2015 Volkswagen Golf TDIEnlarge Photo
It's been just over three months since the U.S. Environmental Protection Agency (EPA) first revealed that Volkswagen diesel cars were equipped with "defeat device" software that allowed them to cheat emissions tests.
But U.S. owners of the 482,000 2009 through 2015 models equipped with EA189 2.0-liter four-cylinder engines will have to continue waiting for modifications a little bit longer.
Last month, Volkswagen submitted a proposed update for these cars to the EPA and the California Air Resources Board (CARB).
And now the California agency will extend its deadline to approve or reject that proposal, according to Reuters.
In a letter to VW, CARB said that after getting updates from the carmaker on its proposed plan, it will extend its deadline to review that plan by about three weeks.
No details of the proposed changes have been been made public since Volkswagen submitted its proposal to regulatory agencies in late November.
2014 Volkswagen Passat TDIEnlarge Photo
That leaves owners in a holding pattern while the EPA and CARB review the plan. Either or both of the two agencies may request revisions that VW will have to address, further prolonging the process.
Volkswagen also hasn't discussed a timeline for expected approval of the fix, or the beginning of recall repairs on the affected TDI models.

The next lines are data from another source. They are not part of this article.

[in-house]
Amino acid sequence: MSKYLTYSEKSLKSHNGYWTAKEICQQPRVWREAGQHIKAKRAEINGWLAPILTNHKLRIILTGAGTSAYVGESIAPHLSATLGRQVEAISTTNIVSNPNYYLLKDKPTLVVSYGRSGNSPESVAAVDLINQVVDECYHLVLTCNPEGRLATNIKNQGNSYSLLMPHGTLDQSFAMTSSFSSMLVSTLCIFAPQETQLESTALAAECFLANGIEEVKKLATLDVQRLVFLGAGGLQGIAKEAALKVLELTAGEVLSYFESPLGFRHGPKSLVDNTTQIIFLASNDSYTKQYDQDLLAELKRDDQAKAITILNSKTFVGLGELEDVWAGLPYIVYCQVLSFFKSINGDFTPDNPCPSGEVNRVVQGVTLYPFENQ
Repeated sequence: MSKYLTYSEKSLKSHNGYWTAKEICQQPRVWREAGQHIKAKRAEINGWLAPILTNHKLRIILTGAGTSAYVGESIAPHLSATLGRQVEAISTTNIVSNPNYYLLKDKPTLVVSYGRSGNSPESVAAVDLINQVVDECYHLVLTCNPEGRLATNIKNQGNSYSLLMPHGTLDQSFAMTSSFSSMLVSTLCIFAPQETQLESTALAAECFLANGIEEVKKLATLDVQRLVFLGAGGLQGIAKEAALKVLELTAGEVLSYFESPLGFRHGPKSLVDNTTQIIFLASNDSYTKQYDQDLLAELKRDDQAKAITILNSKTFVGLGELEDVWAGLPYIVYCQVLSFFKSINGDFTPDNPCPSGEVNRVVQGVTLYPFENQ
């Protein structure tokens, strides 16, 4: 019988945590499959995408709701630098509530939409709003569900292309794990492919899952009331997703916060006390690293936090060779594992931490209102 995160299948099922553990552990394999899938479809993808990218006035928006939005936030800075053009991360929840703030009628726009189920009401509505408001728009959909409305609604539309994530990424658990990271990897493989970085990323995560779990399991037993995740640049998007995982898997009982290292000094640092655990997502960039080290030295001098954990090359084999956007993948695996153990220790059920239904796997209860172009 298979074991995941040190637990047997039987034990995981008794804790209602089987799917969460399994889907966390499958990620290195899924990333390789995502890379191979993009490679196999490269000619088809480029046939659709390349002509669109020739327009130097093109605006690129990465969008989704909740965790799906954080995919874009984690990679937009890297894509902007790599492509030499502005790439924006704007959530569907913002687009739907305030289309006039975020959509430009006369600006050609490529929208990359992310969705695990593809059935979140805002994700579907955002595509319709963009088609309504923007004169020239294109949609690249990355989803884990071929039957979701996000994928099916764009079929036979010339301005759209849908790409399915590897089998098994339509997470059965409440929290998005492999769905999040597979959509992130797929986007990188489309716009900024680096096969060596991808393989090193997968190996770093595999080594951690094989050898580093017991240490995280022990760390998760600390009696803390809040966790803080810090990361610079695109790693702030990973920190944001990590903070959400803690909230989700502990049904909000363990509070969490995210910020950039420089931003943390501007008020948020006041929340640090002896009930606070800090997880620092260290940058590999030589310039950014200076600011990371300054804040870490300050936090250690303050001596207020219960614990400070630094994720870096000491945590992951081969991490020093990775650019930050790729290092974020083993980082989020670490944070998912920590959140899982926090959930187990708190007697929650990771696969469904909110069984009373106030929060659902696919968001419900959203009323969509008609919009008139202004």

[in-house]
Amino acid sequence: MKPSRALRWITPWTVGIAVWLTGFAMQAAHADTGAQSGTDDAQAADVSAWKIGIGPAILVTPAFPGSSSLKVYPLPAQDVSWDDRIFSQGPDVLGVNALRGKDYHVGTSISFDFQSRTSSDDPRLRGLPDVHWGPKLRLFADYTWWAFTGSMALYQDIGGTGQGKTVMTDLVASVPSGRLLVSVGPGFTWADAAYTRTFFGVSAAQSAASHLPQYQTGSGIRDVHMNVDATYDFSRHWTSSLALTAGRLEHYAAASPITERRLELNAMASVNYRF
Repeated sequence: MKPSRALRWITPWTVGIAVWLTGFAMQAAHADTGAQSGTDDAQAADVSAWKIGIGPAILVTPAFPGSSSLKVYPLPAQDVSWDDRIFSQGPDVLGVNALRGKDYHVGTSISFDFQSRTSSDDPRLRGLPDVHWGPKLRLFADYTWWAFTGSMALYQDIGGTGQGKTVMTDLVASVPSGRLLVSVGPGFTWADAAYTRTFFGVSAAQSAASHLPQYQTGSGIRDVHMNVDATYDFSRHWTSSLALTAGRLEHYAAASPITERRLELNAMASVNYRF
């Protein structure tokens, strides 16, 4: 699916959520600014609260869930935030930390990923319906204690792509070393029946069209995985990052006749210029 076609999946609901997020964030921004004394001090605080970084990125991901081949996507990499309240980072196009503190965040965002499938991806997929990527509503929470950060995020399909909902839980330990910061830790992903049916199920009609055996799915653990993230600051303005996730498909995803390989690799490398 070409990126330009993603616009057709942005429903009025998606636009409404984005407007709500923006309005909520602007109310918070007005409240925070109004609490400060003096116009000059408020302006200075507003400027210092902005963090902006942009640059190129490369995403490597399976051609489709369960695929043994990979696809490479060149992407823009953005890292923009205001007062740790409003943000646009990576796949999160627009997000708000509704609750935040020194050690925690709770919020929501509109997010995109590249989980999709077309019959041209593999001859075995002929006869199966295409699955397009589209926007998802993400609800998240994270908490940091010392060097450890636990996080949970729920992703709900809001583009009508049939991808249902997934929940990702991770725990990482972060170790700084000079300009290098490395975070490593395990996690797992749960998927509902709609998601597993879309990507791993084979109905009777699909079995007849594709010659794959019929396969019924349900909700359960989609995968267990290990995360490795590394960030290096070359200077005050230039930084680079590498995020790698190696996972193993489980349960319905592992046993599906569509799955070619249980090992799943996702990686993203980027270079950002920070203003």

Under the best possible circumstances, recalls that involve only software updates might begin sometime early next year and continue through spring and summer.
But some vehicles may need to have a Selective Catalytic Reduction system fitted, which comprises a new catalytic converter, a tank for urea exhaust-aftertreatment fluid, and all of the associated hardware to inject it into the exhaust.
This could cost several thousand dollars per car, and may push recall repairs into 2017. Industry analysts have expressed skepticism that such radical changes are justified for cars as much as seven years old, and suggested that buybacks may be the cheaper route.
VW notes that all affected cars remain safe to drive, and that owners continue to do so.
2014 Volkswagen Beetle TDIEnlarge Photo
Meanwhile, U.S. regulators are also waiting for a proposed fix for the estimated 85,000 VW Group diesels sold in the U.S. with a separate, 3.0-liter V-6 powertrain.
Audi CEO Rupert Stadler has said the carmaker believes problems with these vehicles can be addressed with software fixes alone.
Volkswagen does plan to begin recalling some of 11 million affected diesels in Europe next month for updates.
Modifications to software (and in one case an inlet tube) have been approved by regulatory authorities there, who oversee emissions standards far less stringent than those in effect in the U.S. since 2008.